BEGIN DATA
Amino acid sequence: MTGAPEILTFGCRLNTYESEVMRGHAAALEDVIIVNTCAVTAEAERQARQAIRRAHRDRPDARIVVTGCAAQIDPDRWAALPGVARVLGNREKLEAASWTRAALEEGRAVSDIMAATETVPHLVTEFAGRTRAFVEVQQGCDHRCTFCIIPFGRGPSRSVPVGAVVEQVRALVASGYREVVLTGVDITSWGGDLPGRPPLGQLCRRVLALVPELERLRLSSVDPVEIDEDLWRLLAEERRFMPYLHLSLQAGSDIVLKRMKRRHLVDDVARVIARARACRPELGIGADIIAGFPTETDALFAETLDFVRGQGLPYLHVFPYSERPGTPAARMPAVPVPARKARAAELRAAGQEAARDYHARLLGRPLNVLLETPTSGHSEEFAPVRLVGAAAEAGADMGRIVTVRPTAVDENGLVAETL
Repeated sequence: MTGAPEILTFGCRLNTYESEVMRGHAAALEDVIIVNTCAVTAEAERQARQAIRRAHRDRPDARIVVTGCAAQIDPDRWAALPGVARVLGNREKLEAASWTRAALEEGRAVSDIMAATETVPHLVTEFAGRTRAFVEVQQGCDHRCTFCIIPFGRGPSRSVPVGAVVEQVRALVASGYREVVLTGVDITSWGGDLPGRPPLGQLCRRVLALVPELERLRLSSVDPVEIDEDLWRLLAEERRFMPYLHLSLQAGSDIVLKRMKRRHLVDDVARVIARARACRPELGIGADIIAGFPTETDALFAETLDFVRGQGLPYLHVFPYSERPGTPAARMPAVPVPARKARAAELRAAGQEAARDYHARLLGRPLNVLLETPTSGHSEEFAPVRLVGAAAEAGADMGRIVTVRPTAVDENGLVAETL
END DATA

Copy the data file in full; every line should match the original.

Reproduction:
Amino acid sequence: MTGAPEILTFGCRLNTYESEVMRGHAAALEDVIIVNTCAVTAEAERQARQAIRRAHRDRPDARIVVTGCAAQIDPDRWAALPGVARVLGNREKLEAASWTRAALEEGRAVSDIMAATETVPHLVTEFAGRTRAFVEVQQGCDHRCTFCIIPFGRGPSRSVPVGAVVEQVRALVASGYREVVLTGVDITSWGGDLPGRPPLGQLCRRVLALVPELERLRLSSVDPVEIDEDLWRLLAEERRFMPYLHLSLQAGSDIVLKRMKRRHLVDDVARVIARARACRPELGIGADIIAGFPTETDALFAETLDFVRGQGLPYLHVFPYSERPGTPAARMPAVPVPARKARAAELRAAGQEAARDYHARLLGRPLNVLLETPTSGHSEEFAPVRLVGAAAEAGADMGRIVTVRPTAVDENGLVAETL
Repeated sequence: MTGAPEILTFGCRLNTYESEVMRGHAAALEDVIIVNTCAVTAEAERQARQAIRRAHRDRPDARIVVTGCAAQIDPDRWAALPGVARVLGNREKLEAASWTRAALEEGRAVSDIMAATETVPHLVTEFAGRTRAFVEVQQGCDHRCTFCIIPFGRGPSRSVPVGAVVEQVRALVASGYREVVLTGVDITSWGGDLPGRPPLGQLCRRVLALVPELERLRLSSVDPVEIDEDLWRLLAEERRFMPYLHLSLQAGSDIVLKRMKRRHLVDDVARVIARARACRPELGIGADIIAGFPTETDALFAETLDFVRGQGLPYLHVFPYSERPGTPAARMPAVPVPARKARAAELRAAGQEAARDYHARLLGRPLNVLLETPTSGHSEEFAPVRLVGAAAEAGADMGRIVTVRPTAVDENGLVAETL